Scientific Notation ► ► Scientific notation is a convenient way to write a very small or a very large number. ► ► Numbers are written as a product of a number between 1 and 10, times the number 10 raised to power. ► ► 215 is written in scientific notation as: 215 = 2.15 x 100 = 2.15 x (10 x 10) = 2.15 x 10 2 Chapter Two 15

16
Chapter Two 16 Two examples of converting standard notation to scientific notation are shown below.

17
Chapter Two 17 Two examples of converting scientific notation back to standard notation are shown below.

18
► ► Scientific notation is helpful for indicating how many significant figures are present in a number that has zeros at the end but to the left of a decimal point. ► ► The distance from the Earth to the Sun is 150,000,000 km. Written in standard notation this number could have anywhere from 2 to 9 significant figures. ► ► Scientific notation can indicate how many digits are significant. Writing 150,000,000 as 1.5 x 10 8 indicates 2 and writing it as 1.500 x 10 8 indicates 4. Chapter Two 18

19
Rounding Off Numbers ► ► Often when doing arithmetic on a pocket calculator, the answer is displayed with more significant figures than are really justified. ► ► How do you decide how many digits to keep? ► ► Simple rules exist to tell you how. Chapter Two 19

20
► ► Once you decide how many digits to retain, the rules for rounding off numbers are straightforward: ► ► RULE 1. If the first digit you remove is 4 or less, drop it and all following digits. 2.4271 becomes 2.4 when rounded off to two significant figures because the first dropped digit (a 2) is 4 or less. ► ► RULE 2. If the first digit removed is 5 or greater, round up by adding 1 to the last digit kept. 4.5832 is 4.6 when rounded off to 2 significant figures since the first dropped digit (an 8) is 5 or greater. ► ► If a calculation has several steps, it is best to round off at the end. Chapter Two 20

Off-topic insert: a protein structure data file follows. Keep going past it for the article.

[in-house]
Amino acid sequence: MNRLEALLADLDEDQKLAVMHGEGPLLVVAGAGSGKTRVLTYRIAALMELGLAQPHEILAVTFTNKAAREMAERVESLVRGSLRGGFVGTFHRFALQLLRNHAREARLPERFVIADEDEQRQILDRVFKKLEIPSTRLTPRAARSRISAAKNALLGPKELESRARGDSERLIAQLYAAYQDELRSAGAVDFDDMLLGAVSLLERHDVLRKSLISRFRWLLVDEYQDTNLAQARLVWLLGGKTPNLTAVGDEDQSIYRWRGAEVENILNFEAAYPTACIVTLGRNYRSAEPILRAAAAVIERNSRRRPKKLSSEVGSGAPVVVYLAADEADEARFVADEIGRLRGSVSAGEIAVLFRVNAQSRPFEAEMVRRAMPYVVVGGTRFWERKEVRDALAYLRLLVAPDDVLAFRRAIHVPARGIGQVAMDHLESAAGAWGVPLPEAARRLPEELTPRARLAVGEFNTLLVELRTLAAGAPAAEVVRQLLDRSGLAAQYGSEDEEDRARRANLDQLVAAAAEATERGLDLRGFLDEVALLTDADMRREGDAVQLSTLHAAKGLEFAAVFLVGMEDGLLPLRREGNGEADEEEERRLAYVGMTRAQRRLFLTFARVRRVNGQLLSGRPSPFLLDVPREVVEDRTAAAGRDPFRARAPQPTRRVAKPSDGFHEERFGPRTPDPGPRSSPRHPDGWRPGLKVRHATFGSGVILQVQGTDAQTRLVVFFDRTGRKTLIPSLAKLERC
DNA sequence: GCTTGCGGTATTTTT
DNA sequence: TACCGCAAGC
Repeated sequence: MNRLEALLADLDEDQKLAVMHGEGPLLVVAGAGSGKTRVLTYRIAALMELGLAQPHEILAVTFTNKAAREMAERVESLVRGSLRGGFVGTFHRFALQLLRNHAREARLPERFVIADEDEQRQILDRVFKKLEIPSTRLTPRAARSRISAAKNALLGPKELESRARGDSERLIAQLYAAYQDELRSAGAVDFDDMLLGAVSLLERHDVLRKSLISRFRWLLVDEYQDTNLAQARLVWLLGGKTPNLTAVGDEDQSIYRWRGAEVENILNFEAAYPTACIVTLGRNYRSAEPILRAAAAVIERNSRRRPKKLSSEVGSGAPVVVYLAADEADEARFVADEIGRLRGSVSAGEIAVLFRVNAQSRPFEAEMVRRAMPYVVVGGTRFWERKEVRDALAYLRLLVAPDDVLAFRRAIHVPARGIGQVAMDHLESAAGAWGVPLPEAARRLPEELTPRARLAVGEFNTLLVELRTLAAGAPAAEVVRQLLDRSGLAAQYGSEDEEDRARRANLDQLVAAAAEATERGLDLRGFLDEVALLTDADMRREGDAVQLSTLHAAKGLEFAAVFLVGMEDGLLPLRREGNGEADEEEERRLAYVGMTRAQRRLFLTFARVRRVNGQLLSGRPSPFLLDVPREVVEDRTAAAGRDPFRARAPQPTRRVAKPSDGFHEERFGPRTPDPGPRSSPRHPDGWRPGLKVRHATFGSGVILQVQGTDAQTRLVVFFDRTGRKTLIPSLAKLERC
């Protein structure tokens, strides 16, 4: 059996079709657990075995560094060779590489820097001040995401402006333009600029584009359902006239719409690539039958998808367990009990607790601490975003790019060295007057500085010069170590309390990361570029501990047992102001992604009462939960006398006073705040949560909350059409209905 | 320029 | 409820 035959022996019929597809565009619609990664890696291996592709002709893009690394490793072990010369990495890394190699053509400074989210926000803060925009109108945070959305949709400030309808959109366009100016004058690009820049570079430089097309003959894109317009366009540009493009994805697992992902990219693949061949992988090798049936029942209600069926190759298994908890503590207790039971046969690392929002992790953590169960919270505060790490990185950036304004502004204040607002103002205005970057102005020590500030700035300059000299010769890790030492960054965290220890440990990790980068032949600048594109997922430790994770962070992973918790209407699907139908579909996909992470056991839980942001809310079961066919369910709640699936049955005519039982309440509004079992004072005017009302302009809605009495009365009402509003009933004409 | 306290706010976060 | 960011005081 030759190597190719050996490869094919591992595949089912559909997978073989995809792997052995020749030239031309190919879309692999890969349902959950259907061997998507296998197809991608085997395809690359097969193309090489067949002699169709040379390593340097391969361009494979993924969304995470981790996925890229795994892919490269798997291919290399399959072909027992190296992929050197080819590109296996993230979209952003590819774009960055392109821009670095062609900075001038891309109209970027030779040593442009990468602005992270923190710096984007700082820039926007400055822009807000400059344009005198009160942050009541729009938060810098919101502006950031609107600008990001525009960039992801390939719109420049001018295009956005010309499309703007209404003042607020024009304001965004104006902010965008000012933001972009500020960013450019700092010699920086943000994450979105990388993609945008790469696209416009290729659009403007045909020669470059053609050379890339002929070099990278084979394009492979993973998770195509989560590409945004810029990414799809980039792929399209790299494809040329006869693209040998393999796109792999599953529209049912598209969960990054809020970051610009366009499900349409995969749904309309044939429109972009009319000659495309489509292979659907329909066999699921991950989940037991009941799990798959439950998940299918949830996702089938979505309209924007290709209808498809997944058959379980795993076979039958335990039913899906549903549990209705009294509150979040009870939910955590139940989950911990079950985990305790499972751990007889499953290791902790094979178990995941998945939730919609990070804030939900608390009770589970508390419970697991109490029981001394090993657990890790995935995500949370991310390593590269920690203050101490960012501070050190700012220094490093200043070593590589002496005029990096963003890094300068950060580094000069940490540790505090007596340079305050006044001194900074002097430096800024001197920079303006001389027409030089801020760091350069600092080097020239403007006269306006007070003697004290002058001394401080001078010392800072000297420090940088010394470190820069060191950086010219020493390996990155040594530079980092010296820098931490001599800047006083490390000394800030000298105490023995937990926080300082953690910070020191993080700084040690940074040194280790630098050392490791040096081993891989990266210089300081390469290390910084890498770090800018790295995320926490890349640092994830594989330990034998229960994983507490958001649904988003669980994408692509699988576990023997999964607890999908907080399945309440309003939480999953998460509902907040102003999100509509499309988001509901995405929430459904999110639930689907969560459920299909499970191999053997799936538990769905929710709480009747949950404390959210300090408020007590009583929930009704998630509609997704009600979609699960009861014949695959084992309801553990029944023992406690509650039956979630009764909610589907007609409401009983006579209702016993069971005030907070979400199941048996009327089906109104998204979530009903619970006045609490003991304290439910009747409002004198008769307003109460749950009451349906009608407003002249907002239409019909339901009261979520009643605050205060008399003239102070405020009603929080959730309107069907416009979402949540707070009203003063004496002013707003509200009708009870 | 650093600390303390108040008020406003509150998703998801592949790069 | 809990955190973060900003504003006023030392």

21
Practice Rule #2 Rounding Make the following into a 3 Sig Fig number 1.5587.0037421 1367 128,522 1.6683 10 6 1.56.00374 1370 129,000 1.67 10 6 Your Final number must be of the same value as the number you started with, 129,000 and not 129

22
Examples of Rounding For example you want a 4 Sig Fig number 4965.03 780,582 1999.5 0 is dropped, it is <5 8 is dropped, it is >5; Note you must include the 0’s 5 is dropped it is = 5; note you need a 4 Sig Fig 4965 780,600 2000.

23
RULE 1. RULE 1. In carrying out a multiplication or division, the answer cannot have more significant figures than either of the original numbers. Chapter Two 23

24
► ► RULE 2. In carrying out an addition or subtraction, the answer cannot have more digits after the decimal point than either of the original numbers. Chapter Two 24

25
Multiplication and division 32.27 1.54 = 49.6958 3.68 .07925 = 46.4353312 1.750 .0342000 = 0.05985 3.2650 10 6 4.858 = 1.586137 10 7 6.022 10 23 1.661 10 -24 = 1.000000 49.7 46.4.05985 1.586 10 7 1.000

26
Addition/Subtraction 25.5 32.72 320 +34.270 ‑ 0.0049 + 12.5 59.770 32.7151 332.5 59.8 32.72 330

27
__ ___ __ Addition and Subtraction.56 +.153 =.713 82000 + 5.32 = 82005.32 10.0 - 9.8742 =.12580 10 – 9.8742 =.12580.71 82000.1 0 Look for the last important digit

28
Mixed Order of Operation 8.52 + 4.1586 18.73 + 153.2 = (8.52 + 4.1586) (18.73 + 153.2) = 239.6 2180. = 8.52 + 77.89 + 153.2 = 239.61 = = 12.68 171.9 = 2179.692 =

Similar presentations

© 2021 SlidePlayer.com Inc.

All rights reserved.

To make this website work, we log user data and share it with processors. To use this website, you must agree to our Privacy Policy, including cookie policy.

Ads by Google